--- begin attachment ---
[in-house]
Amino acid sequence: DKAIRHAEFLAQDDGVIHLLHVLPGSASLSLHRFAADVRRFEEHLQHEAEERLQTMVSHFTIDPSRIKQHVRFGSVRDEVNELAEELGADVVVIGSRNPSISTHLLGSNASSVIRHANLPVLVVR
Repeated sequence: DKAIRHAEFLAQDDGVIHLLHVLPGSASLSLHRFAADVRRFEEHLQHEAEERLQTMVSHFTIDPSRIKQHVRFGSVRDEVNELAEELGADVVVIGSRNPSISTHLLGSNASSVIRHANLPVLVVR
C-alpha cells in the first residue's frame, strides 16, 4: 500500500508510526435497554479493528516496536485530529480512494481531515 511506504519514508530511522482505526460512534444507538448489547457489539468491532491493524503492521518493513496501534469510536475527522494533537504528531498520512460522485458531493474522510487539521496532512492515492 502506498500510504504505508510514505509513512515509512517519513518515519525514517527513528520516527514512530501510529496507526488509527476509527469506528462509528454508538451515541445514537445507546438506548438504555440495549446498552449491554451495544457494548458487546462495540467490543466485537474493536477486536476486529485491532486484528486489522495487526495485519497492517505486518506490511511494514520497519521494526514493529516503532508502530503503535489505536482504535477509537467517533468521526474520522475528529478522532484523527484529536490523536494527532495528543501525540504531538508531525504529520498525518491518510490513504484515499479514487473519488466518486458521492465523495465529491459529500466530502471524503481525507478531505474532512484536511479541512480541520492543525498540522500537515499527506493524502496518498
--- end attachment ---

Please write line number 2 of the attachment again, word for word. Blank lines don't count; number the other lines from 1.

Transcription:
Amino acid sequence: DKAIRHAEFLAQDDGVIHLLHVLPGSASLSLHRFAADVRRFEEHLQHEAEERLQTMVSHFTIDPSRIKQHVRFGSVRDEVNELAEELGADVVVIGSRNPSISTHLLGSNASSVIRHANLPVLVVR